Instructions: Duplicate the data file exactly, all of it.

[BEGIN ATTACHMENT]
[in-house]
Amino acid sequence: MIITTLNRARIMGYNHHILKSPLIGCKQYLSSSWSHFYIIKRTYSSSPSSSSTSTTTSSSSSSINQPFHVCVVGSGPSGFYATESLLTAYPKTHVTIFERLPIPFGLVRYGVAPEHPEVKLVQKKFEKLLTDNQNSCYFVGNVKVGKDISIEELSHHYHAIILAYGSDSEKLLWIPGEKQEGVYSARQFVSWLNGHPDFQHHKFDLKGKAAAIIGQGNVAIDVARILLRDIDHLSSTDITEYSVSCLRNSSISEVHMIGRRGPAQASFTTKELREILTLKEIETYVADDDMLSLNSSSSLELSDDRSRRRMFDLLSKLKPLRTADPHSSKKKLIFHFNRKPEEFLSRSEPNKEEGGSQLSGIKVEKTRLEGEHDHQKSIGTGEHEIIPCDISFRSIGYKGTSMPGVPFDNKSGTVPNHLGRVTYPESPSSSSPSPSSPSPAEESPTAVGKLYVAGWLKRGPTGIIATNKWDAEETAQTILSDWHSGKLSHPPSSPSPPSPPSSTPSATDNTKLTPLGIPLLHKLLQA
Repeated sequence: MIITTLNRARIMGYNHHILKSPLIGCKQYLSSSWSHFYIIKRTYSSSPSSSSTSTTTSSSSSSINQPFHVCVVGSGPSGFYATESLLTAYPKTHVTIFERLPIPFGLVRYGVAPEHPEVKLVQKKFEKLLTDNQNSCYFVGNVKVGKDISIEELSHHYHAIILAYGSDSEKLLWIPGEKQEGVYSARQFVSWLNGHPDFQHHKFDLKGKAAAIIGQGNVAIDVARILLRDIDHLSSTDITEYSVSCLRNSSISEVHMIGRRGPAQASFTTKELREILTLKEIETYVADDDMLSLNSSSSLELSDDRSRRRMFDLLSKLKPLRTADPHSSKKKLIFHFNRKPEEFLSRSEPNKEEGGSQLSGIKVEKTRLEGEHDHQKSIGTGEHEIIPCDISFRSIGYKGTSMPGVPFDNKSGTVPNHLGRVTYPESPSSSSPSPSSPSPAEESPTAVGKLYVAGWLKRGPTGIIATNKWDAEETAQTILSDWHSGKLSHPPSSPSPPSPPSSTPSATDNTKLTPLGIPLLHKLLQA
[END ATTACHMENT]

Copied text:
[in-house]
Amino acid sequence: MIITTLNRARIMGYNHHILKSPLIGCKQYLSSSWSHFYIIKRTYSSSPSSSSTSTTTSSSSSSINQPFHVCVVGSGPSGFYATESLLTAYPKTHVTIFERLPIPFGLVRYGVAPEHPEVKLVQKKFEKLLTDNQNSCYFVGNVKVGKDISIEELSHHYHAIILAYGSDSEKLLWIPGEKQEGVYSARQFVSWLNGHPDFQHHKFDLKGKAAAIIGQGNVAIDVARILLRDIDHLSSTDITEYSVSCLRNSSISEVHMIGRRGPAQASFTTKELREILTLKEIETYVADDDMLSLNSSSSLELSDDRSRRRMFDLLSKLKPLRTADPHSSKKKLIFHFNRKPEEFLSRSEPNKEEGGSQLSGIKVEKTRLEGEHDHQKSIGTGEHEIIPCDISFRSIGYKGTSMPGVPFDNKSGTVPNHLGRVTYPESPSSSSPSPSSPSPAEESPTAVGKLYVAGWLKRGPTGIIATNKWDAEETAQTILSDWHSGKLSHPPSSPSPPSPPSSTPSATDNTKLTPLGIPLLHKLLQA
Repeated sequence: MIITTLNRARIMGYNHHILKSPLIGCKQYLSSSWSHFYIIKRTYSSSPSSSSTSTTTSSSSSSINQPFHVCVVGSGPSGFYATESLLTAYPKTHVTIFERLPIPFGLVRYGVAPEHPEVKLVQKKFEKLLTDNQNSCYFVGNVKVGKDISIEELSHHYHAIILAYGSDSEKLLWIPGEKQEGVYSARQFVSWLNGHPDFQHHKFDLKGKAAAIIGQGNVAIDVARILLRDIDHLSSTDITEYSVSCLRNSSISEVHMIGRRGPAQASFTTKELREILTLKEIETYVADDDMLSLNSSSSLELSDDRSRRRMFDLLSKLKPLRTADPHSSKKKLIFHFNRKPEEFLSRSEPNKEEGGSQLSGIKVEKTRLEGEHDHQKSIGTGEHEIIPCDISFRSIGYKGTSMPGVPFDNKSGTVPNHLGRVTYPESPSSSSPSPSSPSPAEESPTAVGKLYVAGWLKRGPTGIIATNKWDAEETAQTILSDWHSGKLSHPPSSPSPPSPPSSTPSATDNTKLTPLGIPLLHKLLQA